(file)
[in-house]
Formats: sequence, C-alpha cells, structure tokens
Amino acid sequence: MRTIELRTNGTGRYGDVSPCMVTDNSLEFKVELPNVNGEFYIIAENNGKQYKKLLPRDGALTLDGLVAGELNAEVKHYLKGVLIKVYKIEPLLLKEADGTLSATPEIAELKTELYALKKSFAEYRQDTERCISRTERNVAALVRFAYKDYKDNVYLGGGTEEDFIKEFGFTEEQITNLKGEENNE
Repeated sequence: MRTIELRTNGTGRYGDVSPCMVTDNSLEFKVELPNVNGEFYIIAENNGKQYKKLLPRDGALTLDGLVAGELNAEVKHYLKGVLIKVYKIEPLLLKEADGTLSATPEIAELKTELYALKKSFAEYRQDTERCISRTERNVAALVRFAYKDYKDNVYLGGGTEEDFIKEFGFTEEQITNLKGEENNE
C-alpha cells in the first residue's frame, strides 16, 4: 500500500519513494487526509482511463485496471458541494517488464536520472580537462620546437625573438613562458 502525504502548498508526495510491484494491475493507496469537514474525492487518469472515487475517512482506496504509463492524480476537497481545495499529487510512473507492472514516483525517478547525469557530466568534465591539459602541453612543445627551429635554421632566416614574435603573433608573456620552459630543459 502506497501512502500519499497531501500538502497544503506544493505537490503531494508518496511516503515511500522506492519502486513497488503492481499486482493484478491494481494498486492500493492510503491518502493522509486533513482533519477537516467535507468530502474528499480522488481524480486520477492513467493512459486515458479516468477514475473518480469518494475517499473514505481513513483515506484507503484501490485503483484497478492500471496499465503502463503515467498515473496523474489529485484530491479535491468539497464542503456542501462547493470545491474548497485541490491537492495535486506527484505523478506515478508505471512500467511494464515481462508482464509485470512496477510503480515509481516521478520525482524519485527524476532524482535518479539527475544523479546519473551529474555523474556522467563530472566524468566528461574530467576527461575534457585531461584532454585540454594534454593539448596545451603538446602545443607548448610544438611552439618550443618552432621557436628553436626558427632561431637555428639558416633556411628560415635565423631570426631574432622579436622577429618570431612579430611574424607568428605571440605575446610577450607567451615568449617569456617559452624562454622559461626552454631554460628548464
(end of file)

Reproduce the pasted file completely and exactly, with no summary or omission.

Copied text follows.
[in-house]
Formats: sequence, C-alpha cells, structure tokens
Amino acid sequence: MRTIELRTNGTGRYGDVSPCMVTDNSLEFKVELPNVNGEFYIIAENNGKQYKKLLPRDGALTLDGLVAGELNAEVKHYLKGVLIKVYKIEPLLLKEADGTLSATPEIAELKTELYALKKSFAEYRQDTERCISRTERNVAALVRFAYKDYKDNVYLGGGTEEDFIKEFGFTEEQITNLKGEENNE
Repeated sequence: MRTIELRTNGTGRYGDVSPCMVTDNSLEFKVELPNVNGEFYIIAENNGKQYKKLLPRDGALTLDGLVAGELNAEVKHYLKGVLIKVYKIEPLLLKEADGTLSATPEIAELKTELYALKKSFAEYRQDTERCISRTERNVAALVRFAYKDYKDNVYLGGGTEEDFIKEFGFTEEQITNLKGEENNE
C-alpha cells in the first residue's frame, strides 16, 4: 500500500519513494487526509482511463485496471458541494517488464536520472580537462620546437625573438613562458 502525504502548498508526495510491484494491475493507496469537514474525492487518469472515487475517512482506496504509463492524480476537497481545495499529487510512473507492472514516483525517478547525469557530466568534465591539459602541453612543445627551429635554421632566416614574435603573433608573456620552459630543459 502506497501512502500519499497531501500538502497544503506544493505537490503531494508518496511516503515511500522506492519502486513497488503492481499486482493484478491494481494498486492500493492510503491518502493522509486533513482533519477537516467535507468530502474528499480522488481524480486520477492513467493512459486515458479516468477514475473518480469518494475517499473514505481513513483515506484507503484501490485503483484497478492500471496499465503502463503515467498515473496523474489529485484530491479535491468539497464542503456542501462547493470545491474548497485541490491537492495535486506527484505523478506515478508505471512500467511494464515481462508482464509485470512496477510503480515509481516521478520525482524519485527524476532524482535518479539527475544523479546519473551529474555523474556522467563530472566524468566528461574530467576527461575534457585531461584532454585540454594534454593539448596545451603538446602545443607548448610544438611552439618550443618552432621557436628553436626558427632561431637555428639558416633556411628560415635565423631570426631574432622579436622577429618570431612579430611574424607568428605571440605575446610577450607567451615568449617569456617559452624562454622559461626552454631554460628548464